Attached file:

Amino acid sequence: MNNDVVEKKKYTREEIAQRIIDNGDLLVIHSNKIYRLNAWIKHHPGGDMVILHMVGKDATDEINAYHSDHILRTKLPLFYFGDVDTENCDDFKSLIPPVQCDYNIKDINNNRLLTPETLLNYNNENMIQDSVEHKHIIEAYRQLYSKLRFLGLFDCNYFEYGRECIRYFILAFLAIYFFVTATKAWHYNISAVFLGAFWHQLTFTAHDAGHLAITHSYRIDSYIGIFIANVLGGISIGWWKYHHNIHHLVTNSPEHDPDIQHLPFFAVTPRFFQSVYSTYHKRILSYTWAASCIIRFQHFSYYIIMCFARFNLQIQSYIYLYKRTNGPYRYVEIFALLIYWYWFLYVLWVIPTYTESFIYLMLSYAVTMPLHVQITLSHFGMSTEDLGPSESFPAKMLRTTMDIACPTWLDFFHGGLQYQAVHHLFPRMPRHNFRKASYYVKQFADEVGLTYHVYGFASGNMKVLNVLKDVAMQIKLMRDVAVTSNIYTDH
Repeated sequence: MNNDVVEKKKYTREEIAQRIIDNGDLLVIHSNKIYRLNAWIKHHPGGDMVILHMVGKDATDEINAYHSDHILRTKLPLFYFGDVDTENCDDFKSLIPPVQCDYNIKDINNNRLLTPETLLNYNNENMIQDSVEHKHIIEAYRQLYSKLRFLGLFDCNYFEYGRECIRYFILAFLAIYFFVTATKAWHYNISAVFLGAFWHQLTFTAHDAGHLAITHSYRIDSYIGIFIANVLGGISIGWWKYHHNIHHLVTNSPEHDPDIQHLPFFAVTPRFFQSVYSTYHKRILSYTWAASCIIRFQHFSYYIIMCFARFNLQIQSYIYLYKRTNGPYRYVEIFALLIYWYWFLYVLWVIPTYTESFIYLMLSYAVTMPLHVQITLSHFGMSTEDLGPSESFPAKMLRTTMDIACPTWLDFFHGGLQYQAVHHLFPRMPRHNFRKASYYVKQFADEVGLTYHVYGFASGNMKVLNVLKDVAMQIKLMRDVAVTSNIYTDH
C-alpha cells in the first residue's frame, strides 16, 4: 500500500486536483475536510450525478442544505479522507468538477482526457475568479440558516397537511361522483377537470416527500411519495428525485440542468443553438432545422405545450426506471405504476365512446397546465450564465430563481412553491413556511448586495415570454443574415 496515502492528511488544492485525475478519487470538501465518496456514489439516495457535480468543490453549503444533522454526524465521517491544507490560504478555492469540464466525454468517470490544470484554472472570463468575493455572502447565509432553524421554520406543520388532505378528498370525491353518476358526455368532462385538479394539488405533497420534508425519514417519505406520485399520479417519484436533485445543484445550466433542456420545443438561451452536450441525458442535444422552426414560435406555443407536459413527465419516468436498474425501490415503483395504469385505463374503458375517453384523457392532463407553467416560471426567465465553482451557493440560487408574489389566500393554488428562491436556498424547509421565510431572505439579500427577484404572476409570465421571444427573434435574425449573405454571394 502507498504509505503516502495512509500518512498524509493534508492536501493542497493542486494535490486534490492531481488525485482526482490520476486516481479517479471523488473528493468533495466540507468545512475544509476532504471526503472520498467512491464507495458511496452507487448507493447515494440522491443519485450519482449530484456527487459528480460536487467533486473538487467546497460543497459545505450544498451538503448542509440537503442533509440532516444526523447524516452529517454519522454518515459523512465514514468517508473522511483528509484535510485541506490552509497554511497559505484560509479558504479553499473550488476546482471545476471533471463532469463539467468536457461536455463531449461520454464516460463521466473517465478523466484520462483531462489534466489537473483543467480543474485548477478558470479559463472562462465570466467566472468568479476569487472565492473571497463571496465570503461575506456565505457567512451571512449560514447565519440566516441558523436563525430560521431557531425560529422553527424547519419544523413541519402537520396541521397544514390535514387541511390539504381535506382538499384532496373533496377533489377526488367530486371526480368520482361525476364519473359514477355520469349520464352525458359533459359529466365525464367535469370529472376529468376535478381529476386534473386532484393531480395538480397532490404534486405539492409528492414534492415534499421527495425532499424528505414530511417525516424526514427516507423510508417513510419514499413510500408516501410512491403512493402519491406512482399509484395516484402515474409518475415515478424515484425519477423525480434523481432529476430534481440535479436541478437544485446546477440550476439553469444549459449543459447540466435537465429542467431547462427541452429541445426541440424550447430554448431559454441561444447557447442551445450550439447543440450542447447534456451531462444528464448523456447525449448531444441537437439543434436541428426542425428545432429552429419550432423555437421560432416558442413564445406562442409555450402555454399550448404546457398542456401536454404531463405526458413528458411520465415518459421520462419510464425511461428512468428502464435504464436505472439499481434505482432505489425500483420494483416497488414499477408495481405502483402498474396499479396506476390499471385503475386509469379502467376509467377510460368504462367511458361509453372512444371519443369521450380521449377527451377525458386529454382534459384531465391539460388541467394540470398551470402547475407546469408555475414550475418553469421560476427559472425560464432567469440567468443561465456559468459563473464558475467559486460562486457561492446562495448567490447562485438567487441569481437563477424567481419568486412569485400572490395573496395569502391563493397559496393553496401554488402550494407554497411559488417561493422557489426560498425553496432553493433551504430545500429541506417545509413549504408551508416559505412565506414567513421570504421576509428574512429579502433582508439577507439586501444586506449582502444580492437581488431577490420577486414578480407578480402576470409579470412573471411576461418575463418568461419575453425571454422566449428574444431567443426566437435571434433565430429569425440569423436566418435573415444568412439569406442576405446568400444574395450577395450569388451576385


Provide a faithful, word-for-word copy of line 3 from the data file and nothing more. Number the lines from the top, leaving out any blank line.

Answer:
C-alpha cells in the first residue's frame, strides 16, 4: 500500500486536483475536510450525478442544505479522507468538477482526457475568479440558516397537511361522483377537470416527500411519495428525485440542468443553438432545422405545450426506471405504476365512446397546465450564465430563481412553491413556511448586495415570454443574415 496515502492528511488544492485525475478519487470538501465518496456514489439516495457535480468543490453549503444533522454526524465521517491544507490560504478555492469540464466525454468517470490544470484554472472570463468575493455572502447565509432553524421554520406543520388532505378528498370525491353518476358526455368532462385538479394539488405533497420534508425519514417519505406520485399520479417519484436533485445543484445550466433542456420545443438561451452536450441525458442535444422552426414560435406555443407536459413527465419516468436498474425501490415503483395504469385505463374503458375517453384523457392532463407553467416560471426567465465553482451557493440560487408574489389566500393554488428562491436556498424547509421565510431572505439579500427577484404572476409570465421571444427573434435574425449573405454571394 502507498504509505503516502495512509500518512498524509493534508492536501493542497493542486494535490486534490492531481488525485482526482490520476486516481479517479471523488473528493468533495466540507468545512475544509476532504471526503472520498467512491464507495458511496452507487448507493447515494440522491443519485450519482449530484456527487459528480460536487467533486473538487467546497460543497459545505450544498451538503448542509440537503442533509440532516444526523447524516452529517454519522454518515459523512465514514468517508473522511483528509484535510485541506490552509497554511497559505484560509479558504479553499473550488476546482471545476471533471463532469463539467468536457461536455463531449461520454464516460463521466473517465478523466484520462483531462489534466489537473483543467480543474485548477478558470479559463472562462465570466467566472468568479476569487472565492473571497463571496465570503461575506456565505457567512451571512449560514447565519440566516441558523436563525430560521431557531425560529422553527424547519419544523413541519402537520396541521397544514390535514387541511390539504381535506382538499384532496373533496377533489377526488367530486371526480368520482361525476364519473359514477355520469349520464352525458359533459359529466365525464367535469370529472376529468376535478381529476386534473386532484393531480395538480397532490404534486405539492409528492414534492415534499421527495425532499424528505414530511417525516424526514427516507423510508417513510419514499413510500408516501410512491403512493402519491406512482399509484395516484402515474409518475415515478424515484425519477423525480434523481432529476430534481440535479436541478437544485446546477440550476439553469444549459449543459447540466435537465429542467431547462427541452429541445426541440424550447430554448431559454441561444447557447442551445450550439447543440450542447447534456451531462444528464448523456447525449448531444441537437439543434436541428426542425428545432429552429419550432423555437421560432416558442413564445406562442409555450402555454399550448404546457398542456401536454404531463405526458413528458411520465415518459421520462419510464425511461428512468428502464435504464436505472439499481434505482432505489425500483420494483416497488414499477408495481405502483402498474396499479396506476390499471385503475386509469379502467376509467377510460368504462367511458361509453372512444371519443369521450380521449377527451377525458386529454382534459384531465391539460388541467394540470398551470402547475407546469408555475414550475418553469421560476427559472425560464432567469440567468443561465456559468459563473464558475467559486460562486457561492446562495448567490447562485438567487441569481437563477424567481419568486412569485400572490395573496395569502391563493397559496393553496401554488402550494407554497411559488417561493422557489426560498425553496432553493433551504430545500429541506417545509413549504408551508416559505412565506414567513421570504421576509428574512429579502433582508439577507439586501444586506449582502444580492437581488431577490420577486414578480407578480402576470409579470412573471411576461418575463418568461419575453425571454422566449428574444431567443426566437435571434433565430429569425440569423436566418435573415444568412439569406442576405446568400444574395450577395450569388451576385